Late Wednesday, the Justice Department and FBI stopped their four-month old stonewall of subpoenas from Congress for documents and witnesses related to the Steele dossier, the infamous compilation of unverified and salacious material alleging President Trump had improper dealings with Russia. All of the material will now apparently be turned over.
The House Intelligence Committee had demanded that the Justice Department and FBI explain how they came to become involved with former British spy Christopher Steele, who compiled the dossier after being paid by Fusion GPS. The company is a notorious Washington opposition research firm that in turn was paid to dig up dirt on Donald Trump by Hillary Clinton’s campaign and the Democratic National Committee.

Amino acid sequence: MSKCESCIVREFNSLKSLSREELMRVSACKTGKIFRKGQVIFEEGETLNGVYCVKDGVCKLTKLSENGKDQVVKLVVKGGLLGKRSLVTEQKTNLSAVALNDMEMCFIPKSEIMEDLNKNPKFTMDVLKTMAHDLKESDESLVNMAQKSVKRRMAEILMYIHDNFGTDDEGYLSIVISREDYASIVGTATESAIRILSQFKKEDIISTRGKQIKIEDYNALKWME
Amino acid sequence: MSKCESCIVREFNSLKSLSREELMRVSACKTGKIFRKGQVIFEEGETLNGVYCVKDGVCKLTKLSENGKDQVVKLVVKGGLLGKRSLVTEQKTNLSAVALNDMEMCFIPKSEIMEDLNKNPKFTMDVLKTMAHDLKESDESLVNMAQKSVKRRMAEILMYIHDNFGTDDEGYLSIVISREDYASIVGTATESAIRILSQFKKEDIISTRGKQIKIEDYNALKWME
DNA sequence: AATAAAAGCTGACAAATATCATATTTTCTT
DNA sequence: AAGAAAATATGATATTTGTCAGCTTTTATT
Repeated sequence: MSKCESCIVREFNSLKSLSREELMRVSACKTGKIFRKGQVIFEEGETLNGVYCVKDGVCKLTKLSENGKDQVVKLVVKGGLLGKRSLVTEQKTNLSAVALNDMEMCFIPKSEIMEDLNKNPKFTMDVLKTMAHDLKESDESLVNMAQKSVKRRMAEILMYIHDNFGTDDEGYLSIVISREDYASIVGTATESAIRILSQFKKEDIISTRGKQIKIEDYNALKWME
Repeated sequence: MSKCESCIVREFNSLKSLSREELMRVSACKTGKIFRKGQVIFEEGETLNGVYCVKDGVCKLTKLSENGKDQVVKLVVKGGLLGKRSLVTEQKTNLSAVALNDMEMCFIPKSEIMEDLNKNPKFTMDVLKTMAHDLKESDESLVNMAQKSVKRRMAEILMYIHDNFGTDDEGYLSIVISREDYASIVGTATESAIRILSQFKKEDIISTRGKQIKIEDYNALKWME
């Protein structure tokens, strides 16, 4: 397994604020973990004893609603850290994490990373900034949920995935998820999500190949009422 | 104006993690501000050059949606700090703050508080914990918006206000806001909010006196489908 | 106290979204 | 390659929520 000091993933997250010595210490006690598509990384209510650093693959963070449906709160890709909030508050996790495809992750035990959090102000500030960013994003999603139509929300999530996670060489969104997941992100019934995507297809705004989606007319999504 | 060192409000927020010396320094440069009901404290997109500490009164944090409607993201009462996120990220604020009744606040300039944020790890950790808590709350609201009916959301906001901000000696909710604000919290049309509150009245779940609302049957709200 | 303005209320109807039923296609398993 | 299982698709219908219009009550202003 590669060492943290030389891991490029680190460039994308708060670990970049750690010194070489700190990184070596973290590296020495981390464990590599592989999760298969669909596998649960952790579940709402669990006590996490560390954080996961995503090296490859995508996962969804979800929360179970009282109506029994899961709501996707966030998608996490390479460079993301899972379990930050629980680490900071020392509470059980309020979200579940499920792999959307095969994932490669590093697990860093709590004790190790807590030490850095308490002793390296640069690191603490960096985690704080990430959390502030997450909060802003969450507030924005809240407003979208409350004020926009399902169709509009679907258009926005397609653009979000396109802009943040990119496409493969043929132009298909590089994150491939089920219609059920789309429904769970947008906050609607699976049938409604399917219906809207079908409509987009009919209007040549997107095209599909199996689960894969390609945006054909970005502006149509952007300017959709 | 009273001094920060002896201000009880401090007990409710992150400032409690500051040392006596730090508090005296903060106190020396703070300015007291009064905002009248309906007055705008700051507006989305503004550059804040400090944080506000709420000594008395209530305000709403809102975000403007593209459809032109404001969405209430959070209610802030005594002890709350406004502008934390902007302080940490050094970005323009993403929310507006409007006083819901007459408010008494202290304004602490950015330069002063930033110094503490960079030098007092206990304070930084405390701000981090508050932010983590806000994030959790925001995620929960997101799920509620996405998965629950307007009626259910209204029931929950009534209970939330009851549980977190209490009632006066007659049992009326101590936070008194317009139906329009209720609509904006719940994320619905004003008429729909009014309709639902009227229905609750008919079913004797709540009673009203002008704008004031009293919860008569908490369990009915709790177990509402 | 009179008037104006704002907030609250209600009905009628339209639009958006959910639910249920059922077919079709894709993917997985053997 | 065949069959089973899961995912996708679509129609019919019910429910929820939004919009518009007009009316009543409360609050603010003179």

The committee had demanded FBI and Justice Department compliance with subpoenas it issued last August by the close of business Wednesday, or the House could move to hold government officials in contempt of Congress.
Rep. Devin Nunes, R-Calif., the chair of the House Intelligence Committee, says access to Justice Department officials and documents is important because the Steele dossier may have been used by the FBI to gain permission from a federal court to conduct surveillance on Trump campaign officials.
Sen. Lindsey Graham, R-S.C., who is no fan of President Trump, says that after viewing key Justice Department documents in secret he is “extremely concerned” about the department’s use of the Steele dossier. He has called for a special counsel to investigate this.
For his part, Nunes says “it seems the DOJ and FBI need to be investigating themselves.” Since they apparently won’t do that, Nunes is happy to help out.